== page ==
So, I’m still around 10,000 words behind schedule on my NaNo, and what’s worse, I think it’s telling me that it wants to be a short story. Truth be told, I feared this might happen. I want to shake it and say, But I don’t write short stories! To which it returns, I can’t help it that I want to be done in 10,000 more words and YOU want me to stretch it out for 30,000.
I’m still going to try to finish this thing. I’m planning a “word war/write in” for this weekend with a good friend who is also a veteran NaNo-er. I suspect that in squeezing 30,000 more words, I’ll probably have to discover brand new plot twists that I can’t even imagine right now. And I’ll try not to get stuck thinking, What’s the point if I’m going to cut this all and turn it into a short story?
But words on a page are never pointless. Even the ones that get deleted are necessary to getting you where you need to go. So, I need not to resent these words, even if they don’t feel “necessary.” Even if this does ultimately become a short story (which would be kinda cool, since they’re much easier to sell), dumping extra words into it at the outset will surely make it a better short story. Right?
So, I’m brainstorming ways to raise my word count. Suggestions are welcome! Here’s what I’ve come up with.
- Have characters engage in meandering philosophical discussions, such as the meaning of life and human nature.
- Shamelessly exploit your childhood, dredging out old wounds, and put your MC through them (what is writing, if not therapy?).
- Indulge pointless conversations the characters have around the dinner table, starting with such openers as, “Mmm, these peas sure are good. Where’d you get them?”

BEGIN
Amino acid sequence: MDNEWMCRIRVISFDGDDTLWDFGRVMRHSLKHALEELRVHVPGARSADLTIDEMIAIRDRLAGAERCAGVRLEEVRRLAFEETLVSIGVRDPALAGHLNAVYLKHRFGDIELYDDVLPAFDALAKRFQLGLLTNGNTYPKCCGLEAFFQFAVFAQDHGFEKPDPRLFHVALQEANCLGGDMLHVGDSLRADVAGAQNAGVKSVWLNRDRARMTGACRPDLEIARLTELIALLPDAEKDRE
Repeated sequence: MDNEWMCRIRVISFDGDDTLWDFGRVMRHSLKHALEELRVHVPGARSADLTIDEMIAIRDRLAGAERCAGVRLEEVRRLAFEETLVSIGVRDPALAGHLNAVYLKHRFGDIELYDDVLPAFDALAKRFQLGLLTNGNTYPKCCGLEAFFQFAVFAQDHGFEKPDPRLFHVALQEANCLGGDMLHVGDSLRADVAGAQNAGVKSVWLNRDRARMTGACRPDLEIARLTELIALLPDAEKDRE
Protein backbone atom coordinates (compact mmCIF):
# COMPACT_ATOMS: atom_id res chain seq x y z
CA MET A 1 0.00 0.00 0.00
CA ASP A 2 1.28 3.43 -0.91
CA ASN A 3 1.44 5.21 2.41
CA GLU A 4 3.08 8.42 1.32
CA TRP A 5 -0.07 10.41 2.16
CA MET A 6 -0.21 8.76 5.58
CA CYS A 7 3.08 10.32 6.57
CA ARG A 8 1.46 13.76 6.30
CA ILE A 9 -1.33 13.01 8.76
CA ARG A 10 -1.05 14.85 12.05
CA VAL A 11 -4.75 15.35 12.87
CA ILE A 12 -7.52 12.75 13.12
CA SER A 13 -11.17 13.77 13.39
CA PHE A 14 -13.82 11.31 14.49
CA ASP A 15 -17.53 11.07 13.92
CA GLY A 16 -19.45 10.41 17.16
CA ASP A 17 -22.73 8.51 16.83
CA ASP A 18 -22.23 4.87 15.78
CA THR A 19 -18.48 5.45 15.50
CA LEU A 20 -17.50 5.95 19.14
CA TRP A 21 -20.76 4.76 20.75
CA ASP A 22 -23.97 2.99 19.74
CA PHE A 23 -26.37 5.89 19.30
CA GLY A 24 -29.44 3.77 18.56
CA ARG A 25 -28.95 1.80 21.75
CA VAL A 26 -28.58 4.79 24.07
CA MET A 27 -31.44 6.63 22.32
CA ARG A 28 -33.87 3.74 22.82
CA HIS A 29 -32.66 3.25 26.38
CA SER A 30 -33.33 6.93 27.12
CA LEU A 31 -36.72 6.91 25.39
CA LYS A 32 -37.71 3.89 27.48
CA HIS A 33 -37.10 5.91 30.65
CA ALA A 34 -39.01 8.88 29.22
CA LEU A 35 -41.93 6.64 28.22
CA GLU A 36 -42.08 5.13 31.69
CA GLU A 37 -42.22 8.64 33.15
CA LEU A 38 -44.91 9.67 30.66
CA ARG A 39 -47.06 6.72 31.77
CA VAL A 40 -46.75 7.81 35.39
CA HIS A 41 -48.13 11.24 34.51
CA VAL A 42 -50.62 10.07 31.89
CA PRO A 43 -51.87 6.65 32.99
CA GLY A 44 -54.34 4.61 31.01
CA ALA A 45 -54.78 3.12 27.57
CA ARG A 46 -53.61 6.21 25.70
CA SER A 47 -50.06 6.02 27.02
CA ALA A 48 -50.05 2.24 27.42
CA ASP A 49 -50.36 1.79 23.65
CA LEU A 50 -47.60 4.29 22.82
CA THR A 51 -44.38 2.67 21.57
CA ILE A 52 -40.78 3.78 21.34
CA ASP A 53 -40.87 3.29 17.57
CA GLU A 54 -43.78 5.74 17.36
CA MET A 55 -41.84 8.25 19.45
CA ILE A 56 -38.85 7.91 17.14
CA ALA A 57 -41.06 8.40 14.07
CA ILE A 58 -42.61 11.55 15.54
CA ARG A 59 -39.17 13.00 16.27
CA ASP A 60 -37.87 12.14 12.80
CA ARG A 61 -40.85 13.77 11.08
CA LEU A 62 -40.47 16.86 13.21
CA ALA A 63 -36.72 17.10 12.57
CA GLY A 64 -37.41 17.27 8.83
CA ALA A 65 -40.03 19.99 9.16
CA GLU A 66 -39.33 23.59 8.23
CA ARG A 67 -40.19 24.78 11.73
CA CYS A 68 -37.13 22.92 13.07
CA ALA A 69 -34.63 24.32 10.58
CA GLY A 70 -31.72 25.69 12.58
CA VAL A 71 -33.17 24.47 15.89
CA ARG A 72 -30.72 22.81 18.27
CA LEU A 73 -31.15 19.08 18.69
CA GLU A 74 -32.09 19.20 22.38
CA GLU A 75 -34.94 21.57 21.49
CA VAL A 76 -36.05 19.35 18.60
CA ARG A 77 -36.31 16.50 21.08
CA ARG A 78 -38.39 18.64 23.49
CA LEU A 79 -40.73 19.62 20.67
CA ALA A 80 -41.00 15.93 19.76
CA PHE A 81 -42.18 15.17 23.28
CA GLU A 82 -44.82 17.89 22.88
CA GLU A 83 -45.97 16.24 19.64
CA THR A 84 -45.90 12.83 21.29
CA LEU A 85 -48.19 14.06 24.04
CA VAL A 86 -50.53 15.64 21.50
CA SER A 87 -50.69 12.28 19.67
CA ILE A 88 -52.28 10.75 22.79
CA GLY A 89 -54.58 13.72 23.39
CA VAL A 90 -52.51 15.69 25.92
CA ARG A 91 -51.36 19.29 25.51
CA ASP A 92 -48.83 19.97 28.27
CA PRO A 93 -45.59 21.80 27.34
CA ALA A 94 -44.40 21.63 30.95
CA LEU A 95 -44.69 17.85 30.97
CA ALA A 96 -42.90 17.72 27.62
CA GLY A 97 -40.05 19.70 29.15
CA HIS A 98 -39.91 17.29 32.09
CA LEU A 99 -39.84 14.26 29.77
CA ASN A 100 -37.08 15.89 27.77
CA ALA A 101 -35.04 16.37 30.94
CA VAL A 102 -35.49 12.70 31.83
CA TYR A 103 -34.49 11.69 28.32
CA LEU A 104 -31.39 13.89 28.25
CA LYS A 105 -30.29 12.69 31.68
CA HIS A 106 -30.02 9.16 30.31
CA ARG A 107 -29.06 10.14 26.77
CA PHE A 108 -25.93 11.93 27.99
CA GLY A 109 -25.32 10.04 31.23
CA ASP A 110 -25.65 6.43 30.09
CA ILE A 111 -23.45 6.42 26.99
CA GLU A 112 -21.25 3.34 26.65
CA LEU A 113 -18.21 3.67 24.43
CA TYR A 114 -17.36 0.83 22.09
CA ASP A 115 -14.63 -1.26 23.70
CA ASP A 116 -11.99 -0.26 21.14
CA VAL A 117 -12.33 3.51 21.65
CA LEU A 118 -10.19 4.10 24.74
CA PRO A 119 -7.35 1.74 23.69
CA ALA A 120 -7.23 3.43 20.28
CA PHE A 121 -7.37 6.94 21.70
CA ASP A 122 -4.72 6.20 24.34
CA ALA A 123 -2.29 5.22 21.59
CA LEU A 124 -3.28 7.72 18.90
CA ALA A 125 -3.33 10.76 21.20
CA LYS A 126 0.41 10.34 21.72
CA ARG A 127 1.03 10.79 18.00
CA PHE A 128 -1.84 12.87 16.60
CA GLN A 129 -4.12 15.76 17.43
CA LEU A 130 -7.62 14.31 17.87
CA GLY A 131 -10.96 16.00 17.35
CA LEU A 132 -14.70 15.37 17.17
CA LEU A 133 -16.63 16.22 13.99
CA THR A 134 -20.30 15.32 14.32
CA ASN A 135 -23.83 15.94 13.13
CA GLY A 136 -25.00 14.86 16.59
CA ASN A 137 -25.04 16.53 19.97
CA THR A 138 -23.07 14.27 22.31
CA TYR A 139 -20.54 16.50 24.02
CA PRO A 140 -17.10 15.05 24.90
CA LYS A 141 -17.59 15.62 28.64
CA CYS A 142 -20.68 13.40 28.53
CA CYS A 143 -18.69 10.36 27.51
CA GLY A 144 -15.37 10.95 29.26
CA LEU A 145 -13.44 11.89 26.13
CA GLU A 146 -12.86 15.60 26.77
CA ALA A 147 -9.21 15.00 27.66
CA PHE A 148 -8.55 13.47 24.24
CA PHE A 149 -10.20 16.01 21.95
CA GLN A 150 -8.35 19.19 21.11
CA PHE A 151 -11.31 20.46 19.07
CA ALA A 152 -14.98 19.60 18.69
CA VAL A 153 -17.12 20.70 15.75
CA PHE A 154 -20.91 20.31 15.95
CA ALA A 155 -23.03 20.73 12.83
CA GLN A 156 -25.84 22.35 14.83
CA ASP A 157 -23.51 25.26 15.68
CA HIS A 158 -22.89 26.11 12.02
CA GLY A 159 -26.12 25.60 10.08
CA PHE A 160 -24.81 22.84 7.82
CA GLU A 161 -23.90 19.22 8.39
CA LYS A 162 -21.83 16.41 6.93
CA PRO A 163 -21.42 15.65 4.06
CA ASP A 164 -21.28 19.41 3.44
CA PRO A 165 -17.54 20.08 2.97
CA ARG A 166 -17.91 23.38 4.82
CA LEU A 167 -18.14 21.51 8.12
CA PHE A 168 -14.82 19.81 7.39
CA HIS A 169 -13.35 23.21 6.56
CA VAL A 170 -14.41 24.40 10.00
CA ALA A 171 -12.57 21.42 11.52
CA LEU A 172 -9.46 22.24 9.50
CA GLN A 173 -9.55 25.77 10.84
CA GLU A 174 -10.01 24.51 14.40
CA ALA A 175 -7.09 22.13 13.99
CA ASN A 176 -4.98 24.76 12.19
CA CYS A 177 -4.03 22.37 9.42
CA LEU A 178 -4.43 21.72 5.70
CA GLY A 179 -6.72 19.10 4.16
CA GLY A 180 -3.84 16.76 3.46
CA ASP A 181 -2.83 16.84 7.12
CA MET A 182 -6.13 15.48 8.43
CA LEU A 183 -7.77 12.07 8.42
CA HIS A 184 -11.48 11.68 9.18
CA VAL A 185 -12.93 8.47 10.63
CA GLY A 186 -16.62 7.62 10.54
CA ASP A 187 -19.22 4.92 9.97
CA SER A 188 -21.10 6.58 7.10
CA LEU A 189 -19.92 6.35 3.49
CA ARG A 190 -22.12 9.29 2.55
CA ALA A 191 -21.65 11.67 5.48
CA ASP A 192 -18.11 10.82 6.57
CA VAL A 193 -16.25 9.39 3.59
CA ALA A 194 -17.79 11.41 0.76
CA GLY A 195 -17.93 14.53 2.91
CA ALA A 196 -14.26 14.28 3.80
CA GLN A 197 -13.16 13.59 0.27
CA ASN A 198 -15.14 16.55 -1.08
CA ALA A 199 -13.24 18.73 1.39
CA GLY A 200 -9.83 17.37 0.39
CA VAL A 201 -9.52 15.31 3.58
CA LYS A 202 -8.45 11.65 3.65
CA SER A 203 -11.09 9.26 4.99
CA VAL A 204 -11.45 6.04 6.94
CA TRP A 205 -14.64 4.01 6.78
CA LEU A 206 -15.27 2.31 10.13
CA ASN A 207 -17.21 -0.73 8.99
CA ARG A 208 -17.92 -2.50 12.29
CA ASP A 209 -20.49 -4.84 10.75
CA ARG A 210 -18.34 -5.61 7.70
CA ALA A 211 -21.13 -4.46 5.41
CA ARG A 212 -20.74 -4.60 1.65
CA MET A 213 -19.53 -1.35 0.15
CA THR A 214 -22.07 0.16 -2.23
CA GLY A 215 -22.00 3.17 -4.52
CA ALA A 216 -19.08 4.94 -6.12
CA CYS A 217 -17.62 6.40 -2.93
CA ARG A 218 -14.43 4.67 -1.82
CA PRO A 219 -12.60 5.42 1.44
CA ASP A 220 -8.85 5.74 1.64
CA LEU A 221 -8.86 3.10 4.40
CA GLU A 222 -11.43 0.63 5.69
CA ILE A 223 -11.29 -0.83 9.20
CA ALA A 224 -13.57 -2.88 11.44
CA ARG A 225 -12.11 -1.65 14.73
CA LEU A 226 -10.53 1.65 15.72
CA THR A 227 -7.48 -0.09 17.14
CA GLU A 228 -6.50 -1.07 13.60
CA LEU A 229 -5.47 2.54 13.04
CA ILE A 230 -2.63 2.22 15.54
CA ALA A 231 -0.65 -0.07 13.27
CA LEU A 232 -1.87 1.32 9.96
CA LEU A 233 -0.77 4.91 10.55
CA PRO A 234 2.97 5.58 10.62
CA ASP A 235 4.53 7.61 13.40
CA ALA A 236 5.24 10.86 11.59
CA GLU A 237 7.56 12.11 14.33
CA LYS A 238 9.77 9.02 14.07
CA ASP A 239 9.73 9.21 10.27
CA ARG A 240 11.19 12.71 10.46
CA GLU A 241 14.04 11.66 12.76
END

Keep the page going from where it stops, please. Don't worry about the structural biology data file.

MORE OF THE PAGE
- Describe things that really don’t need to be described, like how the MC puts on her pants one leg at a time.
- Let characters wander around and explore the setting while you’re stalling for a plot development to come your way.
- Flashbacks. Lots of flashbacks. Your MC has a diary? Where did she get it? What else has she written in it? Don’t worry about whether the flashbacks are relevant to the story or not. It’s character development! Flashbacks have LOTS of words!
- Insert a young child into your story, particularly between the ages of 3 – 6. You know how kids that age LOVE to talk? Just think about how many words come out of a 4-year-old’s mouth! That needs to be exploited for sure.
- Describe what ALL your characters are wearing, including what they paid for each item in their outfit, where they got it, where else they’ve worn it, and how they feel about it.
- Allow your MC long internal dialogs.
- Insert a character who is hard of hearing. All your other characters have to say the same thing about five times when she’s around. Instant word boosts!!
Chris Baty, in his weekly NaNo pep talks, has some great suggestions, too, such as having a character sing American Pie start to finish or recite favorite passages from the phone book. I’m not above having my MC recite Catholic prayers in their entirety. Now, it might just be time to pull out my Catechism and see which prayers are longest.
*MC = main character